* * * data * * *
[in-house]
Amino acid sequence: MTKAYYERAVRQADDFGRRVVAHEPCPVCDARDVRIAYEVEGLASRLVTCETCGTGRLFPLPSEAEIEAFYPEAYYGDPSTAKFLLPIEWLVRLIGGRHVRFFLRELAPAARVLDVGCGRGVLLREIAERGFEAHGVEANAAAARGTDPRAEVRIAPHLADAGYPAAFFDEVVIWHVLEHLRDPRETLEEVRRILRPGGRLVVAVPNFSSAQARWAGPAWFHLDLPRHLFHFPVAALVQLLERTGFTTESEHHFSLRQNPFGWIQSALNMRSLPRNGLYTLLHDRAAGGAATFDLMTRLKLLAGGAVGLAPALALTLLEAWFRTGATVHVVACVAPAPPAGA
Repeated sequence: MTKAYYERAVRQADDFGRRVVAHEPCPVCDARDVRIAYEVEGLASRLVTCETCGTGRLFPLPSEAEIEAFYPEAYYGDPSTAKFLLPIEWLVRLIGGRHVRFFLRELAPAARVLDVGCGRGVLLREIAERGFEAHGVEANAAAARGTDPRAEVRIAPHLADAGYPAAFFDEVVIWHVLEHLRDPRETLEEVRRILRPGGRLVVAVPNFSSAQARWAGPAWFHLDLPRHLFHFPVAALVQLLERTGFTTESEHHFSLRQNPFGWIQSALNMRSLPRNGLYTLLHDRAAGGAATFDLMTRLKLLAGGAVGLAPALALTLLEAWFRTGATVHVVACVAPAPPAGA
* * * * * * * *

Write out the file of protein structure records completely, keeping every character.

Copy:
[in-house]
Amino acid sequence: MTKAYYERAVRQADDFGRRVVAHEPCPVCDARDVRIAYEVEGLASRLVTCETCGTGRLFPLPSEAEIEAFYPEAYYGDPSTAKFLLPIEWLVRLIGGRHVRFFLRELAPAARVLDVGCGRGVLLREIAERGFEAHGVEANAAAARGTDPRAEVRIAPHLADAGYPAAFFDEVVIWHVLEHLRDPRETLEEVRRILRPGGRLVVAVPNFSSAQARWAGPAWFHLDLPRHLFHFPVAALVQLLERTGFTTESEHHFSLRQNPFGWIQSALNMRSLPRNGLYTLLHDRAAGGAATFDLMTRLKLLAGGAVGLAPALALTLLEAWFRTGATVHVVACVAPAPPAGA
Repeated sequence: MTKAYYERAVRQADDFGRRVVAHEPCPVCDARDVRIAYEVEGLASRLVTCETCGTGRLFPLPSEAEIEAFYPEAYYGDPSTAKFLLPIEWLVRLIGGRHVRFFLRELAPAARVLDVGCGRGVLLREIAERGFEAHGVEANAAAARGTDPRAEVRIAPHLADAGYPAAFFDEVVIWHVLEHLRDPRETLEEVRRILRPGGRLVVAVPNFSSAQARWAGPAWFHLDLPRHLFHFPVAALVQLLERTGFTTESEHHFSLRQNPFGWIQSALNMRSLPRNGLYTLLHDRAAGGAATFDLMTRLKLLAGGAVGLAPALALTLLEAWFRTGATVHVVACVAPAPPAGA